Drinkin’ in DC

Checking my West-Coast beer bias at the proverbial door, I went to Washington, D.C., determined to find some good East-Coast/regional beer. I admit that I didn’t do as much tasting as I wanted to. Darn ASA conference kept me wonderfully occupied for most of the time. But I did manage to sneak away from time to time to sip a lil here, taste a lil there. The hotel I was staying at was around the corner from D.C.’s toursity Chinatown district and happily across the way from Capitol City Brewing Co., which I took as a sign from the beer goddesses.

Although I was sorta limited to what a few blocks’ walking had to offer, I was very happy to come across Fadó Irish Pub (http://www.fadoirishpub.com/), where the Guinness was beatifully poured and where they served Kilkenny Irish Ale! Ordinarily serving an Irish ale in an Irish pub wouldn’t be cause for celebration. I mean, duh, right? However, this particular Irish ale hasn’t been exported to the States, so even Irish pubs here don’t have it. The bartender noticed my salivating excitement when I exclaimed in my best unintended California-valley-girl accent, “Omigod! You have Kilkenney here! I so need a pint of that!”  In a bemused smile, she told me that they’re one of only a few pubs in DC and Boston that pour it, and they’ve only had it for a couple weeks. OMG, Fresh Kilkenny! The Irish beer goddesses and gods were smiling upon me. Watching that beatiful pint settle (it’s on nitro, like Guinness) into its lovely creamy amber hue reminded me of being in Ireland, the last place I had a pint of it. Look how purdy it is!

Kilkenny Irish Ale

It tastes as good as it looks. Creamy. Soft. Slightly malty with sweet hops subtlety in the Irish style, not unlike a Smithwick’s Ale (which also brews Kilkenny.) Kilkenny is a little sweeter and creamier than a Smithwick’s though, and a little easier to drink because the nitrogen smooths out the finish. If it weren’t for the perfect pints of Guinness also to be had, I would have stuck with this beer all weekend in DC, getting my fill because it can’t be had anywhere in these parts. It looks like you can order cans of it online, but nothing’s like a fresh pour from the keg. If you’re in Boston or DC, it’s worth finding those spots that feature Kilkenny on draught.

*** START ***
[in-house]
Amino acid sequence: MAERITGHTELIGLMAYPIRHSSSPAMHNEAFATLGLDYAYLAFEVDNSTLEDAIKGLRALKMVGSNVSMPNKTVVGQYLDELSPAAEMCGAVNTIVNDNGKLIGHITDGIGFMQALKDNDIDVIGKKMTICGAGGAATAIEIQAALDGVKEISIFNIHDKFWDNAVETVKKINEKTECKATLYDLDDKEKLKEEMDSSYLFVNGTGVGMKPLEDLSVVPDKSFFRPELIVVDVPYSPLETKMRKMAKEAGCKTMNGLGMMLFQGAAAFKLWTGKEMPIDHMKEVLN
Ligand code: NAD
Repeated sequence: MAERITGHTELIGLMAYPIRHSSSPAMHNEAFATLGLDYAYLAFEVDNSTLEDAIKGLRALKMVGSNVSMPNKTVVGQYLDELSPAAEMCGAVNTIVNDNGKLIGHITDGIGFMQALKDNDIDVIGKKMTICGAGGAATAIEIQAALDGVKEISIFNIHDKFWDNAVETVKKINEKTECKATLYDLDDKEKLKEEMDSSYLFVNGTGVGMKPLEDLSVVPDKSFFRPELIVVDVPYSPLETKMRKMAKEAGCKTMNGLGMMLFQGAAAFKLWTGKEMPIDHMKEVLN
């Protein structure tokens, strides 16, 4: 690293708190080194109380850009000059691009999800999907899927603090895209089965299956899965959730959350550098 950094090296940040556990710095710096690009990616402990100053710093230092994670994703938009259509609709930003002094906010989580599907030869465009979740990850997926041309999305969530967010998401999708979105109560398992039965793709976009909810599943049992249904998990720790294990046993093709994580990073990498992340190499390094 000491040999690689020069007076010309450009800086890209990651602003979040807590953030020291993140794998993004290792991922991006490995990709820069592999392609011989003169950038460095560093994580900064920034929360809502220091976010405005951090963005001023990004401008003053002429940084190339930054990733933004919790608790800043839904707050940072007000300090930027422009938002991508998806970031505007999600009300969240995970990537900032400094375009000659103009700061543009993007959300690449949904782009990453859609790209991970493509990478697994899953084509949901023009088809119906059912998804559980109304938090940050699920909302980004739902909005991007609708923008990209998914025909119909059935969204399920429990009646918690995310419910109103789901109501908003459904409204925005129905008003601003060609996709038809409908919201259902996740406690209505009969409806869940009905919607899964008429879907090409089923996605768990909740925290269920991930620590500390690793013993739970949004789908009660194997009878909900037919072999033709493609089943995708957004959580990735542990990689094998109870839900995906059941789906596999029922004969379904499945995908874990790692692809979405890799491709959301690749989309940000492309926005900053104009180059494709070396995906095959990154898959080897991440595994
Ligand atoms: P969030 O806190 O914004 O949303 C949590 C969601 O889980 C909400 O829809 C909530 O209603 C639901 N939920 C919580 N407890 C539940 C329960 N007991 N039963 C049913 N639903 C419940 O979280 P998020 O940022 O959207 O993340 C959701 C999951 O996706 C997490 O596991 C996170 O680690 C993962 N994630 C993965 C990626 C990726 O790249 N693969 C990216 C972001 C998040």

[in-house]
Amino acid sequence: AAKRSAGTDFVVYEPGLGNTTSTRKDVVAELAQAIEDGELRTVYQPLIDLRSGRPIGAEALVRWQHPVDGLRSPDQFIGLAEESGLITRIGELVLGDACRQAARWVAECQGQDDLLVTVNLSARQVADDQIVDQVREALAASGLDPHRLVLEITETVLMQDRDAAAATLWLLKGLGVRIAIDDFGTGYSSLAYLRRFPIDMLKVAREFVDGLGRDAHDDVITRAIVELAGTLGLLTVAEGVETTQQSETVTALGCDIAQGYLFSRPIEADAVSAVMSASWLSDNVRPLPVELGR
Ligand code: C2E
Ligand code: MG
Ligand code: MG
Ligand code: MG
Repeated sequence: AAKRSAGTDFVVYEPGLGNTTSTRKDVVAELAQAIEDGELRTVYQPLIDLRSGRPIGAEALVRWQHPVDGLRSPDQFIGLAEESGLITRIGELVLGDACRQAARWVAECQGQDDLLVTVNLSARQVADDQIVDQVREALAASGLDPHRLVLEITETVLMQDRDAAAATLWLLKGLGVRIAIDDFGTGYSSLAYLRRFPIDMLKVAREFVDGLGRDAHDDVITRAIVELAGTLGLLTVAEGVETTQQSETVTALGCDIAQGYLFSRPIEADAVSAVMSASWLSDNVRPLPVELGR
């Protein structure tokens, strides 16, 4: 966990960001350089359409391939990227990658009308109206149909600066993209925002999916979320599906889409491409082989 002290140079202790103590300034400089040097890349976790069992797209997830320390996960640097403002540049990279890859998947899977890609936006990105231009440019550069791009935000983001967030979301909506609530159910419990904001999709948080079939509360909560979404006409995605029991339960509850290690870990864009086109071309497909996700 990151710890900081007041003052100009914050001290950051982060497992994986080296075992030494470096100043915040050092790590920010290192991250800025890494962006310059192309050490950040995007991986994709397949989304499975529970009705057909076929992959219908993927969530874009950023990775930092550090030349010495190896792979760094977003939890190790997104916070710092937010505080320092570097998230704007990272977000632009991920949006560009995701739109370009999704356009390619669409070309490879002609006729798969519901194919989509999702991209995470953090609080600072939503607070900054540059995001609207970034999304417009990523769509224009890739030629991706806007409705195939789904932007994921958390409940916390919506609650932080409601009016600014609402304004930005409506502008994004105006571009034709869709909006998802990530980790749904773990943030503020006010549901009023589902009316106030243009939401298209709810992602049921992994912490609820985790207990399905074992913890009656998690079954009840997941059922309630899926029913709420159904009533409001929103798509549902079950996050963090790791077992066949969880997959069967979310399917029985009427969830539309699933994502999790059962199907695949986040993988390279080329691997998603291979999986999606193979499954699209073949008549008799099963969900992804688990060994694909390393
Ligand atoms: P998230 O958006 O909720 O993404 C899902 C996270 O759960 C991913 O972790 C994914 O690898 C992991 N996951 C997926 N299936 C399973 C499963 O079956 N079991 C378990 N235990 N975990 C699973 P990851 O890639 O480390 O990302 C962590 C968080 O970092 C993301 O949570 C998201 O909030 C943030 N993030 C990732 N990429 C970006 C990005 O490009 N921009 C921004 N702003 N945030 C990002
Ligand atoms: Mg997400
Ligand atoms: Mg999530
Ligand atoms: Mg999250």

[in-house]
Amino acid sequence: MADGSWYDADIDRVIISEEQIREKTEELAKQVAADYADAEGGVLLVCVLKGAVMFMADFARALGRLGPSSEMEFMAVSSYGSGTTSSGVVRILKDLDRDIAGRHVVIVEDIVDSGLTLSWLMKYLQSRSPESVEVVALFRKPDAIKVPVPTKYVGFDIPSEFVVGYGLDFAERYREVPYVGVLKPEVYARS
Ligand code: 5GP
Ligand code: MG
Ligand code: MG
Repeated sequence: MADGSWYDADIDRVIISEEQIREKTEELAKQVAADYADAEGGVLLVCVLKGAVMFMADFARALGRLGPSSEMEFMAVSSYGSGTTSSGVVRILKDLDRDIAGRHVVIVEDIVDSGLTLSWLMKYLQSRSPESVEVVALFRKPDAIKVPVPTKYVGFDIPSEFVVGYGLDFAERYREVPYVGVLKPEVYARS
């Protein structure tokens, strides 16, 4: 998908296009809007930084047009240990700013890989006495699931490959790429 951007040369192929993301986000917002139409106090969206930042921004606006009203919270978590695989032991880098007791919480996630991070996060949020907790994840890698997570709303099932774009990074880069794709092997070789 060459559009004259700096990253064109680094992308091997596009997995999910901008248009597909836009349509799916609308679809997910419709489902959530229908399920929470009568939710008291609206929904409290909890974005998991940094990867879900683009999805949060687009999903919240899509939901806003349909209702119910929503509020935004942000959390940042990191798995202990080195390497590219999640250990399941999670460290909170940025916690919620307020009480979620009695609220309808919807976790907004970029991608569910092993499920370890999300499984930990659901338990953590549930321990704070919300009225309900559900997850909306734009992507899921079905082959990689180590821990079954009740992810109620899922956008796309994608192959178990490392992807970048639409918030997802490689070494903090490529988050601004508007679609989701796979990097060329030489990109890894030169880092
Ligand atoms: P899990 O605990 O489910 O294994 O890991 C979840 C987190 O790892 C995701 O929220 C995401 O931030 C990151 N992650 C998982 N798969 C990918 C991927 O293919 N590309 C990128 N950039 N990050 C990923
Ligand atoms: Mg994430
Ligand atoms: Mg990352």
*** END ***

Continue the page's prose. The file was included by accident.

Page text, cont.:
Before I found Fadó, though, I drank at two other spots: Matchbox (also in Chinatown) and Capitol City Brewing Company. I was a happy Cali-butcha at Matchbox (http://www.matchboxdc.com/beer-list.shtml) because among their offerings was a “Rotating Rogue” handle, which guaranteed that they would be pouring at least one Oregon beer on a regular basis. Matchbox’s beer list had a nice variety of beer, all stuff that goes very well with their pizzas and burgers. I ordered a pint of Oregon and some sliders. Mmm…but I made two mistakes: 1, not writing down the name of this Rogue beer I had 2 pints of, because it was so good and I want to look for it here, and 2, drinking the Rogue before sampling the local and regional favorites. The kind waiter let me sample the Yuengling (Pottsville, PA) amber lager and the Brooklyn Brown Ale (Brooklyn, NY). Ehh. They were alright. Easy drinking, but not bursting with too much flavor or complexity. Maybe if I’d sampled those two before having the Rogue…

In general, I find east-coast beers to be a little flat and anemic compared to the west-coast heavies. I will continue to sample and appreciate them as beers, but so far, I’ve had a hard time finding an east-coast beer I can get excited about, not even one from Yuengling, “America’s Oldest Brewery” (http://www.yuengling.com/ index.htm). Que sad because I try (and so do they!) But I wasn’t ready to give up on the local brews, so I was very happy that the grad student social hour was across the way at Capitol City Brewing Co. (http://www.capcitybrew.com/) All of their “Signature” house brews sounded good, so I ordered a sampler of the 5: Capitol Kölsch, Pale Rider Ale, Amber Waves Ale, Prohibition Porter, and their Seasonal, this time, and Oktoberfest style lager. I had high hopes for the Amber Waves Ale, but it fell pretty flat to me. The taste was there up front but seemed to lack staying power. I did like the Pale Rider Ale and Oktoberfest, but not enough to go back for more. Ay. I know, I feel bad even writing that. I really wanted to like the local and regional beers that DC had to offer. I had one last chance at a bar in Dulles airport while waiting for my flight back to L.A. I saw a local beer from Old Dominion Brewing Co. (fomerly of VA, now in DE) called Dominion Ale (http://www.olddominion.com/ales.shtml) and quickly ordered a pint. Eureka! Wooo! An exciting east-coast beer! And it’s an English-pub-style ale, to boot! I’m sad I didn’t get to the airport earlier because I only had time for one pint, but it was a fine way to conclude an awesome trip. Cheers to Old Dominion Ale.

mh.

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One response to “Drinkin’ in DC

  1. Just got back from Dublin and I must say that one of the highlites was the pints of Kilkenney. I like the red ales and this was so smooth and creamy. Then I learned that it was not available in the US (until now in select spots). Glad you enjoyed some in DC!

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